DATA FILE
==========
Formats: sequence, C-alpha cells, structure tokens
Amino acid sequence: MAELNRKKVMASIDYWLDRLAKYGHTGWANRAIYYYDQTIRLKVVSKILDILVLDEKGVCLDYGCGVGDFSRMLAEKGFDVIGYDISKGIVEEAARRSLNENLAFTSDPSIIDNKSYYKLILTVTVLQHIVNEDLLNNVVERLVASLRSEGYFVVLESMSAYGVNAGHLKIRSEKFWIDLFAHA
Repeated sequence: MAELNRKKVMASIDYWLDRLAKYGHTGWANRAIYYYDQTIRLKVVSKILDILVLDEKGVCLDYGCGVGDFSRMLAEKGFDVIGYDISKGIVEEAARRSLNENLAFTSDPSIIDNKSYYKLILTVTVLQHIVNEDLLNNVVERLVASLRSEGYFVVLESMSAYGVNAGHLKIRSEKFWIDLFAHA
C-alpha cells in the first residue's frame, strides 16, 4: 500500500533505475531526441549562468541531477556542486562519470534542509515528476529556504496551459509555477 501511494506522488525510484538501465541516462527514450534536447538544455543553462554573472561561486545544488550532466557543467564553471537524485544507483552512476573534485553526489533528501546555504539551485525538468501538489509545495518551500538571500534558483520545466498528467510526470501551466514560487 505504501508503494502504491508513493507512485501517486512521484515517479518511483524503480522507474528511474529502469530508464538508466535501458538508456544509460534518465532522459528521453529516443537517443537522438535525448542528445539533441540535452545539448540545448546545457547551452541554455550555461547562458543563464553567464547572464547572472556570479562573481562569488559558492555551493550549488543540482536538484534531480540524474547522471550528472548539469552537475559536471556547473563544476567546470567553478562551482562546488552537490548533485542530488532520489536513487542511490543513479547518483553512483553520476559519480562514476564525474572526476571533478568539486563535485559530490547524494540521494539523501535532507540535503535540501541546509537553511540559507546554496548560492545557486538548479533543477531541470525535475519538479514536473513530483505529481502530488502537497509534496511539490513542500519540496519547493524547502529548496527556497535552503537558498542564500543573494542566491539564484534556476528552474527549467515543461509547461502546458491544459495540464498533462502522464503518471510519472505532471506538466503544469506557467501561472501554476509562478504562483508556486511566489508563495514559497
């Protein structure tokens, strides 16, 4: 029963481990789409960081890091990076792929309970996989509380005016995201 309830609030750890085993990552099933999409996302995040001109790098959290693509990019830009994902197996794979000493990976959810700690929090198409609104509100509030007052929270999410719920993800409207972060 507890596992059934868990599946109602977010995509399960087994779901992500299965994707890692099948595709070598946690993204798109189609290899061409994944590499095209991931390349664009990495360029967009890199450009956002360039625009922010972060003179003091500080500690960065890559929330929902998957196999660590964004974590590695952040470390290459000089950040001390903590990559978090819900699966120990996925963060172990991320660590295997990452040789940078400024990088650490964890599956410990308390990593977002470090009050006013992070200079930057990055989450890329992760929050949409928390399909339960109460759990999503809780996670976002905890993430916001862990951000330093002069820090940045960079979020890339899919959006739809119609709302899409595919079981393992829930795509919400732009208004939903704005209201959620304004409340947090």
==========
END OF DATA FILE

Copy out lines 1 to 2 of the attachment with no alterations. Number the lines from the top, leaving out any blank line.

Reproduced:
Formats: sequence, C-alpha cells, structure tokens
Amino acid sequence: MAELNRKKVMASIDYWLDRLAKYGHTGWANRAIYYYDQTIRLKVVSKILDILVLDEKGVCLDYGCGVGDFSRMLAEKGFDVIGYDISKGIVEEAARRSLNENLAFTSDPSIIDNKSYYKLILTVTVLQHIVNEDLLNNVVERLVASLRSEGYFVVLESMSAYGVNAGHLKIRSEKFWIDLFAHA